If there’s one thing we’ve learned from the bankruptcy of GT Advanced Technologies it’s that Apple under Tim Cook bargains just as hard as it did when Steve Jobs was alive.
“Put on your big boy pants and accept the agreement,” an Apple executive reportedly told GT when the New Hamphire-based sapphire supplier resisted what COO Daniel Squiller describes as Cupertino’s “massively one-sided” terms.
If those terms were one-sided — and when Squiller spells them out they certainly look that way — it’s not just because Apple is big and GT small.
Apple’s strength at the bargaining table — its leverage — comes from a deeper place. It was evident in 2003, when a smaller and much weaker Apple talked the five major record labels into selling music a la carte on iTunes for $0.99 a song. As Stratechery‘s Ben Thompson explained last week:
It turned out Apple had [an] ace in the hole: a customer base that, while small, had an outsized willingness and ability to spend. After all, they had already dropped at least $1,500 on a Mac and iPod (and likely a lot more), what was an extra $0.99? At a more basic level, said customers were loyal to Apple not because it made sense from a feature or price perspective, but simply because they loved and valued the experience of using Apple products. That, ultimately, was the key to Apple’s favorable position: they had the best customers because they had the best user experience; if the labels wanted access to them, they had to agree to Apple’s terms.”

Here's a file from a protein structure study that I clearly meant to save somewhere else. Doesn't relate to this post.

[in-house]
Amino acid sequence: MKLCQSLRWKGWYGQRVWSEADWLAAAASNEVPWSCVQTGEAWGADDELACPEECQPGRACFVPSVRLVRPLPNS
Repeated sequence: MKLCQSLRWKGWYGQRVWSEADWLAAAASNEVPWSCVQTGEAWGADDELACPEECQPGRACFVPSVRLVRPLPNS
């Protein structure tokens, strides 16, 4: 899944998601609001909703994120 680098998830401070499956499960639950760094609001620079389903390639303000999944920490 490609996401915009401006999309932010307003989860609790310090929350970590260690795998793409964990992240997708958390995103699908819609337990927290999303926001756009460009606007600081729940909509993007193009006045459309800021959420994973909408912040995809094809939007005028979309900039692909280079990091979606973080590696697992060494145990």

Thompson’s article is a brilliant companion piece to Squiller’s bitter declaration. Both open up a black box that Apple works hard to keep locked.
According to Thompson, the leverage Apple wields over all its suppliers — large and small — stems from its focus on the user, one of the company’s core values. As Thompson puts it in the set-up to the attached illustration:
Apple builds incredible user experiences, which gains them loyal customers who collectively have massive market power, which Apple can then effectively wield to get its way — a way that involves maximizing the user experience. It’s a virtuous circle.”
Virtuous or not, this self-reinforcing market power is the leverage that Apple wields in negotiations with partners of all sizes, from tiny parts suppliers to world’s largest mobile carriers.
And it’s how Apple, according to Thompson, will eventually win over CVS, Rite Aid and the other retailers still holding out on Apple Pay.
See: How Apple Creates Leverage, and the Future of Apple Pay
Follow Philip Elmer-DeWitt on Twitter at @philiped. Read his Apple (AAPL) coverage at fortune.com/ped or subscribe via his RSS feed.